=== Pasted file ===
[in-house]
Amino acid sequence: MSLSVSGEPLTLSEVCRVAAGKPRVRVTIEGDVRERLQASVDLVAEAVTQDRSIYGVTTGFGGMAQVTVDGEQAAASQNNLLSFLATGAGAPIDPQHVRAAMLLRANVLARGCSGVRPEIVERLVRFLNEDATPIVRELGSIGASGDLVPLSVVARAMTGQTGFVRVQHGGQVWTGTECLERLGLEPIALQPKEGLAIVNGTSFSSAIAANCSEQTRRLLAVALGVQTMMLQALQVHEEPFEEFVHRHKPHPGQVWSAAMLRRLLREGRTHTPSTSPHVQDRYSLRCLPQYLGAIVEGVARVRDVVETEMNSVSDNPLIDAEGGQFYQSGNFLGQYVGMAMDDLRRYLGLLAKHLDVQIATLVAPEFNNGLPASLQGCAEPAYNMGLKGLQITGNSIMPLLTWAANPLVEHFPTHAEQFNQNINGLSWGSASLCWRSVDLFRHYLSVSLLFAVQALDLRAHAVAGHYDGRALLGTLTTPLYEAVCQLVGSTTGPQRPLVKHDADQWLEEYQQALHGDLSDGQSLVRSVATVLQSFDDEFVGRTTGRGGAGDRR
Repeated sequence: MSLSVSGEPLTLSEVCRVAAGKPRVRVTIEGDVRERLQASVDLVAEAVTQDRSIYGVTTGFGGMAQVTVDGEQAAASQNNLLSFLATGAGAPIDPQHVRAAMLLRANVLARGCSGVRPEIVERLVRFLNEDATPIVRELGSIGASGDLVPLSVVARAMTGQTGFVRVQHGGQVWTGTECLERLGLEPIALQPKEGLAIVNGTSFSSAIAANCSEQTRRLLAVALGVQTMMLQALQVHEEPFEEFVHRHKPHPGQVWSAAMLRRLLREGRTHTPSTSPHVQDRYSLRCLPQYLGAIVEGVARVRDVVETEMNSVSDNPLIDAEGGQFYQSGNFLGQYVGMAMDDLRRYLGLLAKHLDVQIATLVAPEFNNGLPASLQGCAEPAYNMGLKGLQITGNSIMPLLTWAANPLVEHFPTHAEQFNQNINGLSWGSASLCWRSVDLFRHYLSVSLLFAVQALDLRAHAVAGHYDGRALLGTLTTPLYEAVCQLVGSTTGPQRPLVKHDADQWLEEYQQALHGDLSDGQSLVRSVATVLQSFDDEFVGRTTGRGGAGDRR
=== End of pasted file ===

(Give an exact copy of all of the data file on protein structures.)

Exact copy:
[in-house]
Amino acid sequence: MSLSVSGEPLTLSEVCRVAAGKPRVRVTIEGDVRERLQASVDLVAEAVTQDRSIYGVTTGFGGMAQVTVDGEQAAASQNNLLSFLATGAGAPIDPQHVRAAMLLRANVLARGCSGVRPEIVERLVRFLNEDATPIVRELGSIGASGDLVPLSVVARAMTGQTGFVRVQHGGQVWTGTECLERLGLEPIALQPKEGLAIVNGTSFSSAIAANCSEQTRRLLAVALGVQTMMLQALQVHEEPFEEFVHRHKPHPGQVWSAAMLRRLLREGRTHTPSTSPHVQDRYSLRCLPQYLGAIVEGVARVRDVVETEMNSVSDNPLIDAEGGQFYQSGNFLGQYVGMAMDDLRRYLGLLAKHLDVQIATLVAPEFNNGLPASLQGCAEPAYNMGLKGLQITGNSIMPLLTWAANPLVEHFPTHAEQFNQNINGLSWGSASLCWRSVDLFRHYLSVSLLFAVQALDLRAHAVAGHYDGRALLGTLTTPLYEAVCQLVGSTTGPQRPLVKHDADQWLEEYQQALHGDLSDGQSLVRSVATVLQSFDDEFVGRTTGRGGAGDRR
Repeated sequence: MSLSVSGEPLTLSEVCRVAAGKPRVRVTIEGDVRERLQASVDLVAEAVTQDRSIYGVTTGFGGMAQVTVDGEQAAASQNNLLSFLATGAGAPIDPQHVRAAMLLRANVLARGCSGVRPEIVERLVRFLNEDATPIVRELGSIGASGDLVPLSVVARAMTGQTGFVRVQHGGQVWTGTECLERLGLEPIALQPKEGLAIVNGTSFSSAIAANCSEQTRRLLAVALGVQTMMLQALQVHEEPFEEFVHRHKPHPGQVWSAAMLRRLLREGRTHTPSTSPHVQDRYSLRCLPQYLGAIVEGVARVRDVVETEMNSVSDNPLIDAEGGQFYQSGNFLGQYVGMAMDDLRRYLGLLAKHLDVQIATLVAPEFNNGLPASLQGCAEPAYNMGLKGLQITGNSIMPLLTWAANPLVEHFPTHAEQFNQNINGLSWGSASLCWRSVDLFRHYLSVSLLFAVQALDLRAHAVAGHYDGRALLGTLTTPLYEAVCQLVGSTTGPQRPLVKHDADQWLEEYQQALHGDLSDGQSLVRSVATVLQSFDDEFVGRTTGRGGAGDRR